In addition, what might be the influence of one’s experiences with an earthly father on one’s later experiences of our Father in heaven, “from whom every family in heaven and on earth is named” (Ephesians 3:15)? Both fathers and mothers, after all, are images of God of some sort (Genesis 1:27; 9:6) — typological representations, as it were, of the form of God one later encounters, so that countless emotion-laden interactions with them would presumably shape one’s perceptions of the Archetype; and that is just what a much smaller, but still significant, number of studies have found (for one, Pehr Granqvist’s Attachment in Religion and Spirituality).

Among the conclusions that can be drawn from those studies are that adult believers are most likely to experience God as having a relational style that resembles that of their parents, though they are rarely aware of the resemblance; and adult children of believers are more likely to share their parents’ faith the more the parenting they experienced was characterized by both love (a generally positive emotional connection, responsiveness, and support) and structure (establishment of rules and standards and enforcement of consequences), rather than by structure alone (Doug Oman, “Spiritual Modeling and the Social Learning of Spirituality and Religion”).

As a result, I think we are warranted today in seeing that “true and sound wisdom” consists of three parts — the knowledge of God, the knowledge of self, and the knowledge of others. Furthermore, the fact that we grow up fallen ourselves, in families that vary considerably in the quality of the image-bearing of the parents, significantly affects all three aspects of our interrelational knowledge.

“The knowledge of God and the knowledge of oneself are intimately interwoven.”

So, we might ask Mary Ann some questions about her relationship with her parents, and we find out it was not so good. She made her parents angry a lot when she was little, she says, and they have been critical of her throughout her life, especially her dad. But she points out that they needed to be, because she was such a disobedient child — impossible to handle and difficult to be around.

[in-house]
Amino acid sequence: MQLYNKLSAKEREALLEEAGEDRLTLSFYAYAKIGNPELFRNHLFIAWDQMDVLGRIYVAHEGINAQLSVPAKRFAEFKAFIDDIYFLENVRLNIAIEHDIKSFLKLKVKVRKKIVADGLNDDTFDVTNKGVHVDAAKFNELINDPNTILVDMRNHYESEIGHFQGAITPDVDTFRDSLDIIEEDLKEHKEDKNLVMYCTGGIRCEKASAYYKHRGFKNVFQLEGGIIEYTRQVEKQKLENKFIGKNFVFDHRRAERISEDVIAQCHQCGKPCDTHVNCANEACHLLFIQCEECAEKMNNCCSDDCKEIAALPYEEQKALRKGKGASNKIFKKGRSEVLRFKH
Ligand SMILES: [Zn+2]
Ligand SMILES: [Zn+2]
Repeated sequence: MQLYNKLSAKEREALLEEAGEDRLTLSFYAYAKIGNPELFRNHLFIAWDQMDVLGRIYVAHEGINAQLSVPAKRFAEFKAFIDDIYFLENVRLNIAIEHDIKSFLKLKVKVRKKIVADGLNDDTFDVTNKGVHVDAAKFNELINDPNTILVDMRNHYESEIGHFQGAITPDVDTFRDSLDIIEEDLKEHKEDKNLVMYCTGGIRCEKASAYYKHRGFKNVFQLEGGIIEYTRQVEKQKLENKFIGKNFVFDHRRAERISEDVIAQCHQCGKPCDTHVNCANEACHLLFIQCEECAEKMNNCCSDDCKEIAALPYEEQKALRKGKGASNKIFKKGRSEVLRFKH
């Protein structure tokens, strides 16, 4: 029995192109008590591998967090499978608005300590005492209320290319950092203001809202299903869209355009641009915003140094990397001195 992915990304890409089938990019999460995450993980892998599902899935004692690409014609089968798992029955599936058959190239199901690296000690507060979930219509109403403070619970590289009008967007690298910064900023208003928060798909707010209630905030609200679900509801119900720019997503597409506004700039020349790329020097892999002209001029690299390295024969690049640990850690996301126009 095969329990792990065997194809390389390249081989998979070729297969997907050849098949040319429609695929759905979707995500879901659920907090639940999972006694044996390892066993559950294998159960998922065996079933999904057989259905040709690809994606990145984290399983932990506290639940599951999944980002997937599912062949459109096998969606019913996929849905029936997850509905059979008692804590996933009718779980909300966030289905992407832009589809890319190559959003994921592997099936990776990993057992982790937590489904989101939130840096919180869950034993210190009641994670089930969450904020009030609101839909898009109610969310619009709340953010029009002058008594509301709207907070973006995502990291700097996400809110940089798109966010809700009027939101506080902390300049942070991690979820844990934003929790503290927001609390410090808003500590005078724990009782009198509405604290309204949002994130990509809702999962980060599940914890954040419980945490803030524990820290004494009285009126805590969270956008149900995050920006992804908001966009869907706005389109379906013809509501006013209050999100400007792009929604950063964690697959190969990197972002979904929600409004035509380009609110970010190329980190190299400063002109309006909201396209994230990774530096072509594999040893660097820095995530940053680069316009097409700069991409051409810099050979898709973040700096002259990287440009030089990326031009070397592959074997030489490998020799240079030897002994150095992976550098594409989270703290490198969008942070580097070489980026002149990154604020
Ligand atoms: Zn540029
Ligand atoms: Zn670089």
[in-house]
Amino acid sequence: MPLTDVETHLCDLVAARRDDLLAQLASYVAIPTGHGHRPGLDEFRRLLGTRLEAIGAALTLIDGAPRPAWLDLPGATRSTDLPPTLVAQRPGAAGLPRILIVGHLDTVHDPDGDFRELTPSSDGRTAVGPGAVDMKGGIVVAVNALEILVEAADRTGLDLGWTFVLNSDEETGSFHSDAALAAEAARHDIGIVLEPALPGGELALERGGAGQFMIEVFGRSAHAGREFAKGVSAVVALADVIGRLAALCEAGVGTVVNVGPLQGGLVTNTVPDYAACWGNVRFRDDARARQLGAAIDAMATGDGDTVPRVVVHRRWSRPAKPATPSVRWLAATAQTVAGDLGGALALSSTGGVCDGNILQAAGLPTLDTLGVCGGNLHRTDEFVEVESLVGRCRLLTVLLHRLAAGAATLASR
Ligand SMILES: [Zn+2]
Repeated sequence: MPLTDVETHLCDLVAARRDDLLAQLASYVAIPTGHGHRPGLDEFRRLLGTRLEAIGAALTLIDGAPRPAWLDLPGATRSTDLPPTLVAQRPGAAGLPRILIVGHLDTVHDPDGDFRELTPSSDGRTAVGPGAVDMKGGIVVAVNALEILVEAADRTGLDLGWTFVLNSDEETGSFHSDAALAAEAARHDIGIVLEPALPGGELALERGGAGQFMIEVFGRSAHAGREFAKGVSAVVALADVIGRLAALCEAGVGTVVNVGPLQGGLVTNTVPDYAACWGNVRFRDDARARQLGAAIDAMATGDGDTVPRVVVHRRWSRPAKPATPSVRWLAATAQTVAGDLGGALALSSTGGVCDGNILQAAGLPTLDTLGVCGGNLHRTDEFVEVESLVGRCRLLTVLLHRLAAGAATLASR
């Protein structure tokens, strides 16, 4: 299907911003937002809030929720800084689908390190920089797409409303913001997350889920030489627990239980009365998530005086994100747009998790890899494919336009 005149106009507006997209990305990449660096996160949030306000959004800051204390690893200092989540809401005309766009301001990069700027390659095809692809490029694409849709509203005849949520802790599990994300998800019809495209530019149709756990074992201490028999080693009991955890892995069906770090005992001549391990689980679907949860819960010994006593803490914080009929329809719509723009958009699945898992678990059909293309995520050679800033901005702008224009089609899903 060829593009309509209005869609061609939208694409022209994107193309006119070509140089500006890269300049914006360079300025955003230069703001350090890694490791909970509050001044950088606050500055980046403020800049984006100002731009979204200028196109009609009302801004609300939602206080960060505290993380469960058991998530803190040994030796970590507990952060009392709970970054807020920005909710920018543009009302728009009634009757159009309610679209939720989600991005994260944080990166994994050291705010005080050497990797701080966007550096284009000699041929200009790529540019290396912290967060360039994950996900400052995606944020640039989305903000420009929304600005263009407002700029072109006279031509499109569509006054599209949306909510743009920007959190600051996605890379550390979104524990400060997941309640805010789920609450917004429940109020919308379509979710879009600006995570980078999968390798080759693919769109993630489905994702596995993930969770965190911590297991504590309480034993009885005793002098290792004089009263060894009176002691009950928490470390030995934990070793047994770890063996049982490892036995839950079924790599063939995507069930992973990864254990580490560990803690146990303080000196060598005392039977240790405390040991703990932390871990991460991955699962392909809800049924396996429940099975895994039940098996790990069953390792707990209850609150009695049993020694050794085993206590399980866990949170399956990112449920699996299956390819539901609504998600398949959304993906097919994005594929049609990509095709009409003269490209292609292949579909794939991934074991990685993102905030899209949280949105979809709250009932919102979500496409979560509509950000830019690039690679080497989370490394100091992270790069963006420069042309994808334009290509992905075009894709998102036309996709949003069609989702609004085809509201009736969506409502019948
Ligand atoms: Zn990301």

God Concept, God Image

Over the past few decades, some psychologists, many of them Christian, have begun distinguishing between what they term the “God concept” — one’s conscious, mental beliefs about God, mostly shaped by one’s religious tradition and education — and the “God image” — one’s emotion-laden, often unconscious sense of God, especially shaped by one’s early-childhood relational history. These two psychological “models” of God often correspond to each other in adult believers. Specifically, those who grew up in loving, well-structured families are more likely to believe that God is both loving and just, and experience him that way; whereas people who grew up in less loving or structured families are more likely to believe that God is rather punitive or uninvolved (respectively).

In some cases, however, well-taught adults who grew up in families where negative relational experiences were common are split in these two perspectives of God. They hold beliefs that God is loving and just (intellectually), but they have difficulty experiencing him as loving (in their heart). Such findings suggest that one’s early childhood experiences of parents are more deeply internalized than the information one learns, and the resultant self-other perceptions become the creational/fallen filter through which we have relationships with other persons, including God.

Knowing something of a person’s developmental-relational dynamics, then, might help illuminate a particular crisis of faith. At the very least, it might help explain why having good theology (sound knowledge about God) doesn’t necessarily affect one’s deeper perception and experience of God accordingly (knowing God personally and feeling known by him).

Some might object that such reflections are really more psychological and social than they are theological, and that we should avoid the former and focus exclusively on the latter. But if Calvin is correct that our knowledges of God and self thoroughly interpenetrate each other, then building on Calvin’s insights by incorporating the social/relational dimension might give us some additional resources for making sense of someone’s crisis of faith.